Jaish al-Islam: ISIS kidnaps, kills fighters
Members of the Islamic State of Iraq and Sham (ISIS) captured 25 Jaish al-Islam fighters Monday in East Ghouta, according to the Syrian Observatory for Human Rights, even as a fighter with Jaish al-Islam told Syria Direct Tuesday that Jaish al-Islam had thought that fighting ISIS in the area “would not expose our fighters to much danger.”
The fighting between ISIS and Jaish al-Islam in East Ghouta is part of Jaish al-Islam’s larger plan to gain control over the area by targeting the town of Medaa, south of Douma, where ISIS is weaker.
“We began the battle with Jaish al-Islam [there] for two reasons,” Abu Subhi, a fighter with Jaish al-Islam in East Ghouta told Syria Direct. “One, because we wanted to put pressure on ISIS in the south of Douma away from its military positions and two, because we thought it did not expose our fighters to much danger.”
Meanwhile, ISIS reportedly executed an undisclosed number of those captured fighters along with a media spokesperson for Jaish al-Islam Monday, reported pro-opposition news outlet All4Syria Tuesday.
ISIS recaptures border town from FSA
ISIS captured large swaths of the Syrian border town of al-Bokamel on Tuesday, the Syrian Observatory for Human Rights reported, while other opposition sources claim that the Islamic State took the town in its entirety.
The announcement comes after a weekend of heavy fighting between rebels, led by Jabhat a-Nusra, and ISIS for control of al-Bokamel that began on Saturday. The town falls along the Syrian-Iraqi border that ISIS captured last week, a victory that has allowed the group to shuttle goods and fighters between the two countries.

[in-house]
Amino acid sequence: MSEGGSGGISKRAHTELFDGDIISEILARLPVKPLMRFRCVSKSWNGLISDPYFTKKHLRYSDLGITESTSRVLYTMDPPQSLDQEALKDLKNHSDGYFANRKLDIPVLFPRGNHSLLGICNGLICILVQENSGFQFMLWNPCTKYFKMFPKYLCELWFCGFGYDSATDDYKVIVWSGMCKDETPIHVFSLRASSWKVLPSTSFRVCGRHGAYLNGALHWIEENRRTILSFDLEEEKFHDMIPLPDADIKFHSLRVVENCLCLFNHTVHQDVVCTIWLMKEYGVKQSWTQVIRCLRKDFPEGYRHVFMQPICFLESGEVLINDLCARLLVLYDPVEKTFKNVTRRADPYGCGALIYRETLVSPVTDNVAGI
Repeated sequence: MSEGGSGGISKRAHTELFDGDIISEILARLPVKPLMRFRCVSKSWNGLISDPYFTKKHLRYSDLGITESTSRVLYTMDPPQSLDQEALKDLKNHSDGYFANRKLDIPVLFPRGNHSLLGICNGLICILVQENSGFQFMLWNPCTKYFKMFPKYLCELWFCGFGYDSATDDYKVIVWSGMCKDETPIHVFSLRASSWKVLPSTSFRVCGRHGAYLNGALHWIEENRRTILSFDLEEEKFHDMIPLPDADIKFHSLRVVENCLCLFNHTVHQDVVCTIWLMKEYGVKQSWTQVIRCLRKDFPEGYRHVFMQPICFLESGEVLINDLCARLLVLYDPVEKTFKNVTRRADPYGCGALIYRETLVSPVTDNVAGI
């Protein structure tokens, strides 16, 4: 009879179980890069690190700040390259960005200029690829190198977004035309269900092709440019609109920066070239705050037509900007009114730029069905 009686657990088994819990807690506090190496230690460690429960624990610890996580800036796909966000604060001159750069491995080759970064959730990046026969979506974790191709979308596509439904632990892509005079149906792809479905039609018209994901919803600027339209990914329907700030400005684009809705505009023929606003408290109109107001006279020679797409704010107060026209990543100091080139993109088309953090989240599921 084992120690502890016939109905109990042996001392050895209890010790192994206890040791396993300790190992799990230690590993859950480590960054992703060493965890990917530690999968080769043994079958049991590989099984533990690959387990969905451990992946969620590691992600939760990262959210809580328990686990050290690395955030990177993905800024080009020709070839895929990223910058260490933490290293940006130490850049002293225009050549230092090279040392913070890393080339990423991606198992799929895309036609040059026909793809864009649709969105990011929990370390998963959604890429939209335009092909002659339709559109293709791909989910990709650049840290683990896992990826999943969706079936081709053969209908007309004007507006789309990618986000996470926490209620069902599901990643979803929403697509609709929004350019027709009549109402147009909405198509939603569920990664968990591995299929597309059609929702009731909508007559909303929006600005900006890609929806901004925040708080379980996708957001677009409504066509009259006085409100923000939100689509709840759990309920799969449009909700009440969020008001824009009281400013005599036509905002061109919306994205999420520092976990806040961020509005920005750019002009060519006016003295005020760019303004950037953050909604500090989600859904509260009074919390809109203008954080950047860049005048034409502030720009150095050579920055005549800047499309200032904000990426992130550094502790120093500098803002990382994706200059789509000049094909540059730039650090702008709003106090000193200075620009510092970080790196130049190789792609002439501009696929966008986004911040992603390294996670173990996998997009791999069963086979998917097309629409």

Islamic State fighters after recapturing al-Bokamel. Photo courtesy of
Several sources, including pro-Islamic opposition a-Dorar network, reported that heavy fighting broke out again in Bokamel Tuesday morning as the battle for full control of the town continued.
Also on Tuesday, ISIS captured the town of al-Kasar, site of a Jabhat a-Nusra base located to the north of a-Shuail in Deir e-Zor province, while advancing towards the latter.
Sunni militants attacks Samarra
Sunni militants reportedly attacked the al-Askari mosque in Samarra late Monday night, targeting one of the most sacred Shiite shrines in Iraq and threatening to escalate the sectarian conflict in the country, reported Egyptian news al-Mokhtasr Tuesday.
A major bombing at the same shrine in 2006 was the primary cause for a sectarian war between Iraqi Sunni and Shiite that quickly followed, killing thousands and sending the entire country in disarray.
Four mortar shells struck the shrine and its gate, killing and injuring an undisclosed number of people, according to a report on Tuesday from local Iraqi pro-regime news agency Nisirayah.
The city of Samarra, located 125 kilometers north of Baghdad, has been a primary concern of both Iraqi and US officials.
“Everyone understands that Samarra is an important line,” US Secretary of State John Kerry said last week in his visit to Baghdad.
ISIS fighters breached the city in early June but retreated after Iraqi forces came to reinforce security around the city and the shrine.
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